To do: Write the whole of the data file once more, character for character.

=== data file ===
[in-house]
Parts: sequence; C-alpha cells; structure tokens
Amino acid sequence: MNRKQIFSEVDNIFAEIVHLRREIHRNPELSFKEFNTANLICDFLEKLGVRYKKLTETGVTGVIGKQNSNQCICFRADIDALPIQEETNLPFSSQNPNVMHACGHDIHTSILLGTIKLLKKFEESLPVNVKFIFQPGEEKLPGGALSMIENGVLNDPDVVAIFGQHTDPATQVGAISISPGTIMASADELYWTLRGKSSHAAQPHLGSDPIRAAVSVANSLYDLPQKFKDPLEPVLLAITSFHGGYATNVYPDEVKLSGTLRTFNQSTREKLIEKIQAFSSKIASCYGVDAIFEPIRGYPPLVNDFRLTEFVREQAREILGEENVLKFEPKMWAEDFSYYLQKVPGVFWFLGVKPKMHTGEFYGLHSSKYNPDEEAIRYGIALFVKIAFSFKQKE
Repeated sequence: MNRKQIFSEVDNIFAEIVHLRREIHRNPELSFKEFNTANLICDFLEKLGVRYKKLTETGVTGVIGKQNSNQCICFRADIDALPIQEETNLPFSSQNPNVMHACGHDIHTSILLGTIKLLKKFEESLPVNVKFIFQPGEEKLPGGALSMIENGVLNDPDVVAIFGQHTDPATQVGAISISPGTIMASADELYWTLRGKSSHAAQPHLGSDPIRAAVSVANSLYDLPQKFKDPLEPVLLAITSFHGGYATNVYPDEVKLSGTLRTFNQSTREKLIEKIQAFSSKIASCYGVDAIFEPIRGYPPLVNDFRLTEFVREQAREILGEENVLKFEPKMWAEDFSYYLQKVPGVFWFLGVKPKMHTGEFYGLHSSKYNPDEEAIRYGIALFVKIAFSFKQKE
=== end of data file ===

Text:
[in-house]
Parts: sequence; C-alpha cells; structure tokens
Amino acid sequence: MNRKQIFSEVDNIFAEIVHLRREIHRNPELSFKEFNTANLICDFLEKLGVRYKKLTETGVTGVIGKQNSNQCICFRADIDALPIQEETNLPFSSQNPNVMHACGHDIHTSILLGTIKLLKKFEESLPVNVKFIFQPGEEKLPGGALSMIENGVLNDPDVVAIFGQHTDPATQVGAISISPGTIMASADELYWTLRGKSSHAAQPHLGSDPIRAAVSVANSLYDLPQKFKDPLEPVLLAITSFHGGYATNVYPDEVKLSGTLRTFNQSTREKLIEKIQAFSSKIASCYGVDAIFEPIRGYPPLVNDFRLTEFVREQAREILGEENVLKFEPKMWAEDFSYYLQKVPGVFWFLGVKPKMHTGEFYGLHSSKYNPDEEAIRYGIALFVKIAFSFKQKE
Repeated sequence: MNRKQIFSEVDNIFAEIVHLRREIHRNPELSFKEFNTANLICDFLEKLGVRYKKLTETGVTGVIGKQNSNQCICFRADIDALPIQEETNLPFSSQNPNVMHACGHDIHTSILLGTIKLLKKFEESLPVNVKFIFQPGEEKLPGGALSMIENGVLNDPDVVAIFGQHTDPATQVGAISISPGTIMASADELYWTLRGKSSHAAQPHLGSDPIRAAVSVANSLYDLPQKFKDPLEPVLLAITSFHGGYATNVYPDEVKLSGTLRTFNQSTREKLIEKIQAFSSKIASCYGVDAIFEPIRGYPPLVNDFRLTEFVREQAREILGEENVLKFEPKMWAEDFSYYLQKVPGVFWFLGVKPKMHTGEFYGLHSSKYNPDEEAIRYGIALFVKIAFSFKQKE